The Internet of Things (IoT) is becoming increasingly prevalent in the world around us. We can find IoT devices being worn by our friends and family, used in hospitals and common medical treatments, built into our homes and appliances and embedded in our cars. There are smartphones, smart watches, smart TVs, and even smart chopsticks. But what actually makes a smart device smart?
The answer is sensor technology. Sensors are what distinguish a smart device from a normal electronic device or an object with no embedded electronics. However, in order to connect to the Internet and quickly and conveniently provide us with the information we need, smart devices also rely on the structure of The Internet of Things and its integration with cloud computing systems. In the realm of energy and utility management especially, smart devices are revolutionizing the way we monitor and regulate our energy usage.
What is Sensor Technology?
Computer World noted last year that sensor technology is what makes The Internet of Things human. Through sensor technology, your energy appliances are basically your eyes and ears that can detect problems and provide you with information to help you use energy more wisely.
Sensors are designed much like microprocessors, and they're integrated into something called a microelectromechanical system. This is often abbreviated as MEMS and is usually listed on the smart devices you buy.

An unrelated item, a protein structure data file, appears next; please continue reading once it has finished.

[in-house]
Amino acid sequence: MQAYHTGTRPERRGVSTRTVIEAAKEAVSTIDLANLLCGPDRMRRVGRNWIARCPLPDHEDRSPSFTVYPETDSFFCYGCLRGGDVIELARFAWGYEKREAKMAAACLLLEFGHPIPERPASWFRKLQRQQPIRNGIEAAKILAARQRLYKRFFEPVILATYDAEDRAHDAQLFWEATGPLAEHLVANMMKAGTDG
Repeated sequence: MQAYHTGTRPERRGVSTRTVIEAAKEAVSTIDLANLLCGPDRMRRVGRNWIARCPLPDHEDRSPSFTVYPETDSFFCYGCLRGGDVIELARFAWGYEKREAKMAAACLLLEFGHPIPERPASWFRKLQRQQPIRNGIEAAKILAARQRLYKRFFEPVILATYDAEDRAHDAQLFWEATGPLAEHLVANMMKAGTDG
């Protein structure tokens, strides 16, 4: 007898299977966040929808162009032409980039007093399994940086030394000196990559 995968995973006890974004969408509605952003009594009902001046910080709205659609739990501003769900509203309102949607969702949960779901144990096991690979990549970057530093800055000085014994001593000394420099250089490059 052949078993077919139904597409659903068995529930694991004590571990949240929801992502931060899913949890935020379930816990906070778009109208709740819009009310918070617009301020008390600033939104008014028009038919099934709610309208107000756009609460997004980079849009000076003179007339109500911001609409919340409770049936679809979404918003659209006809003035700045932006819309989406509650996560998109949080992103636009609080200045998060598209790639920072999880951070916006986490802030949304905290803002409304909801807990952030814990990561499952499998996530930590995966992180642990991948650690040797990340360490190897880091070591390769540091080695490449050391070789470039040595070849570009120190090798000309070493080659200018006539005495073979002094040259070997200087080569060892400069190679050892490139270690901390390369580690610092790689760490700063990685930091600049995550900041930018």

When sensors get placed into these devices, they integrate with specific applications so you can monitor the use of specific devices or utilities and have real-time access to the information being picked up by your sensor. When it comes to energy management, this is a major part of what makes smart devices so important to the evolution of technology. Sensors alert you when something is amiss, such as a gas leak, allowing you to quickly address the issue before it becomes a more serious threat.
Through your smartphone, you can get alerted to these dangers and take action immediately. You also get alerted to other issues that may simply need repairs, such as a leaky faucet, so you can handle the problem before it affects your energy bill.
The Structure of Smart Devices
Smart devices are lauded for their ability to connect us with data that can reveal previously unattainable insights into our everyday lives. Where the sensors in smart devices are what actually picks up on energy usage and potential problems, it is the structure of the smart devices and their IoT applications that allow them to provide thorough and comprehensive reporting.
With smart devices, the inefficiency and frustration of reading old, analog energy meters or depending on monthly readings from your energy companies can be avoided altogether. Smart devices give you easy-to-understand data right at your fingertips, helping you to closely monitor how much energy you're using and adjust your energy usage accordingly. Some smart systems can even let you control when your heating and cooling goes on and off in your building throughout the day.
The Role of the Cloud
There’s no denying that the cloud is one of the 21st century's most innovative and versatile technologies. It works in tandem with so many things, including The Internet of Things. As long as you're connected online, you can access your energy data, wherever you are in the world.
If you travel frequently for your job or manage many facilities spread across a region, access to information stored in a cloud makes managing your energy usage far more feasible. You don't have to worry about problems going unnoticed when you are away and you can keep a much closer eye on all of your facilities, even if you’re not always there.
To learn more about what makes a smart device smart and how the Internet of Things can help improve your energy management contact us today.